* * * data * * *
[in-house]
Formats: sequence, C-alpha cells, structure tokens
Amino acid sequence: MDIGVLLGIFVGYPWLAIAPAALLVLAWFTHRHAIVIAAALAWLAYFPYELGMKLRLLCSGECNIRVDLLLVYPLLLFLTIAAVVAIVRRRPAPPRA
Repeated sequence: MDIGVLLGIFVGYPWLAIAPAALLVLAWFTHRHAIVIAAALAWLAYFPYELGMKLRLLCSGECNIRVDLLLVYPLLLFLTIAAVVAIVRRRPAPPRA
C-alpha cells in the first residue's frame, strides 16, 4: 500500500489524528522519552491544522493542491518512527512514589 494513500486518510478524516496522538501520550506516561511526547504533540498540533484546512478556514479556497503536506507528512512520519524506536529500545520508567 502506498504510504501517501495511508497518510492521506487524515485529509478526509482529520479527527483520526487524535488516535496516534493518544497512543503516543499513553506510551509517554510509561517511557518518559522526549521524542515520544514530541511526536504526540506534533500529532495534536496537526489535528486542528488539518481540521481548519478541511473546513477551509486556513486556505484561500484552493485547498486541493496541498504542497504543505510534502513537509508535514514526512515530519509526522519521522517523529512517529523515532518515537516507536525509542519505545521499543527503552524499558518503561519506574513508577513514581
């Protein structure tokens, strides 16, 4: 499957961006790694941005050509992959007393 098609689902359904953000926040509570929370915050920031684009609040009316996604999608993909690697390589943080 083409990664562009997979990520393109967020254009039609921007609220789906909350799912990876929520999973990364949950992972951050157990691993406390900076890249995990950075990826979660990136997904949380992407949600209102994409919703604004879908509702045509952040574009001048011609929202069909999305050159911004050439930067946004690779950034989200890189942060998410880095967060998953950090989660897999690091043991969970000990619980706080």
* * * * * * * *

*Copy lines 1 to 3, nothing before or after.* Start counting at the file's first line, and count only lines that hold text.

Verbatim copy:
[in-house]
Formats: sequence, C-alpha cells, structure tokens
Amino acid sequence: MDIGVLLGIFVGYPWLAIAPAALLVLAWFTHRHAIVIAAALAWLAYFPYELGMKLRLLCSGECNIRVDLLLVYPLLLFLTIAAVVAIVRRRPAPPRA